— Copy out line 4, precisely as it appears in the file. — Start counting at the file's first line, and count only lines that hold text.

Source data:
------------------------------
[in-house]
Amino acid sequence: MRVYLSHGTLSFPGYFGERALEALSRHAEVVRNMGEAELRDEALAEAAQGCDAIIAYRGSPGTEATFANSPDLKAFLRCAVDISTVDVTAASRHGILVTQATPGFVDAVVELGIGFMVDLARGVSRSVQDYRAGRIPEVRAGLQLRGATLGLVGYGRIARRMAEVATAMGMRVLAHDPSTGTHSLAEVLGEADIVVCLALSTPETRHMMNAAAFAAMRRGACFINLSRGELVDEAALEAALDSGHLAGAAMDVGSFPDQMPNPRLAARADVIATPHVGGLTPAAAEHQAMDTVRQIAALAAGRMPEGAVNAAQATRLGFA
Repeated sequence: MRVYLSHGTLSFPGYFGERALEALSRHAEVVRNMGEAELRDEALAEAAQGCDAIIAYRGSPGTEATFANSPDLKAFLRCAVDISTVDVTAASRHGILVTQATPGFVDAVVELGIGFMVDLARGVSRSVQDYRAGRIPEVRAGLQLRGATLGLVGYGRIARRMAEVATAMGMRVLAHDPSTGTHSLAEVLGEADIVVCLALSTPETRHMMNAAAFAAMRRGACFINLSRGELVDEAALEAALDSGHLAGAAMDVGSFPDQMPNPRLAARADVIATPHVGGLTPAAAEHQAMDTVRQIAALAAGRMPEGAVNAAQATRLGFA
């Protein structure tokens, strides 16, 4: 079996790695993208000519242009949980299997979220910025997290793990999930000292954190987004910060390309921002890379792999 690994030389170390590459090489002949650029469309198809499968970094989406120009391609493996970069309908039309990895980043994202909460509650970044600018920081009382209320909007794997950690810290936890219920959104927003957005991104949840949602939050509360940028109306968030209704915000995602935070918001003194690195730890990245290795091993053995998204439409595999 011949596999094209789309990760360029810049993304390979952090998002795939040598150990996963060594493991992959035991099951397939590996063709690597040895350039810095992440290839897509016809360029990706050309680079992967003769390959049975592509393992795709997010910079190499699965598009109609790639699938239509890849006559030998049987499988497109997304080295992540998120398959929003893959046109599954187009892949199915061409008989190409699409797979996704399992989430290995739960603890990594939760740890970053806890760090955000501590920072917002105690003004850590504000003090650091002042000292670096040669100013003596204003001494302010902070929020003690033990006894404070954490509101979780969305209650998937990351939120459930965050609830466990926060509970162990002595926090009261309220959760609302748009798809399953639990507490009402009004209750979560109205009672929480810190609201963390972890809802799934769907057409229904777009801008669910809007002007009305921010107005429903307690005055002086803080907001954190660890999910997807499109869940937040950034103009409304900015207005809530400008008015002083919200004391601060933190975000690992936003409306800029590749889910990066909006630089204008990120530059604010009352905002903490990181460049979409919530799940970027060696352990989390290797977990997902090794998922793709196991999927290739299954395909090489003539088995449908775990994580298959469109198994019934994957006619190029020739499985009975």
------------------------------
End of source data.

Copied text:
């Protein structure tokens, strides 16, 4: 079996790695993208000519242009949980299997979220910025997290793990999930000292954190987004910060390309921002890379792999 690994030389170390590459090489002949650029469309198809499968970094989406120009391609493996970069309908039309990895980043994202909460509650970044600018920081009382209320909007794997950690810290936890219920959104927003957005991104949840949602939050509360940028109306968030209704915000995602935070918001003194690195730890990245290795091993053995998204439409595999 011949596999094209789309990760360029810049993304390979952090998002795939040598150990996963060594493991992959035991099951397939590996063709690597040895350039810095992440290839897509016809360029990706050309680079992967003769390959049975592509393992795709997010910079190499699965598009109609790639699938239509890849006559030998049987499988497109997304080295992540998120398959929003893959046109599954187009892949199915061409008989190409699409797979996704399992989430290995739960603890990594939760740890970053806890760090955000501590920072917002105690003004850590504000003090650091002042000292670096040669100013003596204003001494302010902070929020003690033990006894404070954490509101979780969305209650998937990351939120459930965050609830466990926060509970162990002595926090009261309220959760609302748009798809399953639990507490009402009004209750979560109205009672929480810190609201963390972890809802799934769907057409229904777009801008669910809007002007009305921010107005429903307690005055002086803080907001954190660890999910997807499109869940937040950034103009409304900015207005809530400008008015002083919200004391601060933190975000690992936003409306800029590749889910990066909006630089204008990120530059604010009352905002903490990181460049979409919530799940970027060696352990989390290797977990997902090794998922793709196991999927290739299954395909090489003539088995449908775990994580298959469109198994019934994957006619190029020739499985009975």